I rise to support the expression of opinion which the hon. Member for the Western Isles (Dr. Murray) has given with regard to this case. He has said, and I think rightly so, that an unduly harsh sentence has been passed on this boy. I have received quite a number of letters on the subject from my constituents, and in passing them on to the Secretary for Scotland I asked the right hon. Gentleman to reconsider, if possible, the decision come to in this case. Before he expresses his opinion I should like to say that shortly I am going to the Island of Skye, and I hope, if possible, to examine the evidence afresh, as I understand there is some discrepancy between the evidence in the possession of my hon. Friend the Member for the Western Isles and myself, and that which I understand the Secretary for Scotland placed before the House this afternoon. If it should so happen that on examining again the evidence on the spot, I should be able to make a new and a better case, I hope the Secretary for Scotland will not say anything in the House to-night which would preclude a re-examination of the case, should I be able again to present it to him.
I have no difficulty at all in giving the undertaking which my hon. Friend asks me to give, namely, that if he is able to present any new facts with regard to this case, it shall be fully and seriously reconsidered in the light of those new facts. So far, however, as the present facts of the case are concerned, I have no doubt at all as to what my duty is. I have given the most careful and repeated consideration to this casein the first place, after the representations which were made to me by my hon. Friend the Member for Inverness (Sir M. Macdonald) and in the second place after the representations which have been made to me by my hon. Friend the Member for the Western Isles (Dr. Murray). The sentence may at first sight appear to be a harsh one, but one has always to remember there are two ingredients in every sentence which is pronounced in a criminal Court. The first is that due punishment of the offender shall be meted out. The second is that the sentence shall be a deterrent to other persons in the same position as the offender. [HON. MEMBERS: Children!"] We are not dealing with children here; we are dealing with a youth of 15, whose father was present in Court and assented to the plea of guilty which he then presented. These are the two ingredients in every sentence pronounced in a criminal Court. What are the facts in this particular case so far as they are known to me? There is no evidence, so far as the Sheriff Substitute is concerned, that the act was committed on a sudden impulse. You are dealing with a boy of 15 who stole £15. That is not a light offence. He pleaded guilty to the charge of stealing £15, and his father was present in court and assented to the plea of guilty.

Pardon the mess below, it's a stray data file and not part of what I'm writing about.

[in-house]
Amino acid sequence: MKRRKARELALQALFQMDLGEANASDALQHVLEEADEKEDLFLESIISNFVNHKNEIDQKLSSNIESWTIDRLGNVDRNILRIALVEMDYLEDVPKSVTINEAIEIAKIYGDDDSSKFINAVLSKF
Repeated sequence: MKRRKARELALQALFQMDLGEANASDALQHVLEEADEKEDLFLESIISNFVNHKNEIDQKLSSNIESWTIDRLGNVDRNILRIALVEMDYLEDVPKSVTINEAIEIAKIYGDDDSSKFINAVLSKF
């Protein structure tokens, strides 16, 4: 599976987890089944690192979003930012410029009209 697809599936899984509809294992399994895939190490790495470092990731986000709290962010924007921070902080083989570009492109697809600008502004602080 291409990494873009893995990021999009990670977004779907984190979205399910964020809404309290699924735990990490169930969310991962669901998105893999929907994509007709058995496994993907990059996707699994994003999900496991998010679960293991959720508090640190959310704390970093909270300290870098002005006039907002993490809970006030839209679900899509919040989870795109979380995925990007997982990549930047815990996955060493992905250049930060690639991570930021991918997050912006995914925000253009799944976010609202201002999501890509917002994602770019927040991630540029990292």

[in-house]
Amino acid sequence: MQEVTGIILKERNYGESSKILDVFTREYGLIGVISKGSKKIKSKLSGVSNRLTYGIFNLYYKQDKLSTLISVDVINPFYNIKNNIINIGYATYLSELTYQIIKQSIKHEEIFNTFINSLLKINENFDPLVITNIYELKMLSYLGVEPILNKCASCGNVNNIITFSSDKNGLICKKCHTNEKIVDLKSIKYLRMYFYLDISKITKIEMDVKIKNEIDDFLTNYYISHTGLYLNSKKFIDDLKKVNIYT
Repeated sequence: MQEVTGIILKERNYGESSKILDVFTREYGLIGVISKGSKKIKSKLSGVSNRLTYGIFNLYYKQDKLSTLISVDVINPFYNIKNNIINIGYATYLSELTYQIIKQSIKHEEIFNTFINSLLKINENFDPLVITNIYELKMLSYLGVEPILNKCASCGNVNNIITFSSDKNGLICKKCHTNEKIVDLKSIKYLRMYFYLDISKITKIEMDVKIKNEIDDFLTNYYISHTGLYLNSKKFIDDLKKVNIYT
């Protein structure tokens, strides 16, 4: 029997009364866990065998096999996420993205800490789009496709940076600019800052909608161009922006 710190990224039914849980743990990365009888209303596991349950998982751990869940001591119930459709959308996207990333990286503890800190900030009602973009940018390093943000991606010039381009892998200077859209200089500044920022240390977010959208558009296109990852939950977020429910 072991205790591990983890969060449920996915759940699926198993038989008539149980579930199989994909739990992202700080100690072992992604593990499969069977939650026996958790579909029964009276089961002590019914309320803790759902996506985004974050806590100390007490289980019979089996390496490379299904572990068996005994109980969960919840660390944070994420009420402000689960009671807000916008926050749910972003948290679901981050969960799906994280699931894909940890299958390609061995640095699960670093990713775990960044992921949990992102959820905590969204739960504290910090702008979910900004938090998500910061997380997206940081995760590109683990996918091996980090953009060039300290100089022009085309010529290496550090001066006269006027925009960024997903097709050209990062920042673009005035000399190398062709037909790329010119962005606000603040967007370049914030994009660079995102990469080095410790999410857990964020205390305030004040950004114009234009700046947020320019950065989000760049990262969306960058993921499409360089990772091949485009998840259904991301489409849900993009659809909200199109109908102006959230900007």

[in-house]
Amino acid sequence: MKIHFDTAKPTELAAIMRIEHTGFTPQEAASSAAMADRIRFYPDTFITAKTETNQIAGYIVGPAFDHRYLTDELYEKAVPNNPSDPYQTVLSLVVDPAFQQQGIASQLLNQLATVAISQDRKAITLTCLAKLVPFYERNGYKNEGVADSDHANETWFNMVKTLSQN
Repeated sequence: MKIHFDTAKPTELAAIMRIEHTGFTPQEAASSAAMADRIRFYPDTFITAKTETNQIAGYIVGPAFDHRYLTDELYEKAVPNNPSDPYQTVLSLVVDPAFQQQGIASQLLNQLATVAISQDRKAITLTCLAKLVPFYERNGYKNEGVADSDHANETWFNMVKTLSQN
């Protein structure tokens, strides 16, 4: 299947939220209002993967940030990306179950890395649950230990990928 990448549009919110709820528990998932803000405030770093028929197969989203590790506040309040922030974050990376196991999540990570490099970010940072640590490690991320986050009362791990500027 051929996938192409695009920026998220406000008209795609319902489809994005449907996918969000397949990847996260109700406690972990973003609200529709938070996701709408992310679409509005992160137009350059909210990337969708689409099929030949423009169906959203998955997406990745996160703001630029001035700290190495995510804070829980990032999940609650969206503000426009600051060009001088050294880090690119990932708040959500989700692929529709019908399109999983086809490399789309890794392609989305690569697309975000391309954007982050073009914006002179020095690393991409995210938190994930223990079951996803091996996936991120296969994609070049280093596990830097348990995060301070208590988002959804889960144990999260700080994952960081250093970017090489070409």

Did he know he was stealing £15?
I do not follow that interruption.
Did the boy know he was stealing £15, or think that he was merely taking a certain packet which he saw on the table?
I should have thought that a boy who took £15 from a drawer, even though he lived in the Western Isles, would fully appreciate what he was doing.
Did he open the drawer?
The money was in a drawer at the time, and seeing that he was a boy of 15, and knowing the intelligence of those who live in the Western Isles as well as my hon. Friend, I think he must have fully appreciated the nature of his act. He pleaded guilty to the charge, and his father was present when the charge was brought. My hon. Friend has suggested that he might have been placed under the First Offenders' Act. That, however, was a matter for the Sheriff Substitute to deal with. I have no doubt that the Sheriff Substitute—an experienced judge—must have had these possibilities before him. He reports to me that this was a boy who lived at home, but whose father, a joiner, following a quite honourable occupation, was almost never at home. His mother was in poor health, and accordingly the Sheriff Substitute thought it best, in the interests of the boy himself, that he should be placed in a reformatory rather than in a prison. So far as the punishment is concerned, looking to the nature of the offence, to which an unqualified plea of guilty was tendered, it was not excessive. [HON. MEMBERS: "No!"] That is a matter of opinion, and at any rate, that is my opinion. Apart from that there is the question of the deterrent influence of a sentence of this nature passed in a locality with regard to which the Sheriff Substitute reports—differing from my hon. Friend—that there has been a prevalence of such crimes by young people recently. That consideration undoubtedly, and I think properly, influenced the Sheriff and it influences me. I am asked to quash this sentence. That is the only thing I can do. I cannot place this boy under the First Offender's Act. I cannot diminish the punishment which has been appointed to him in the reformatory.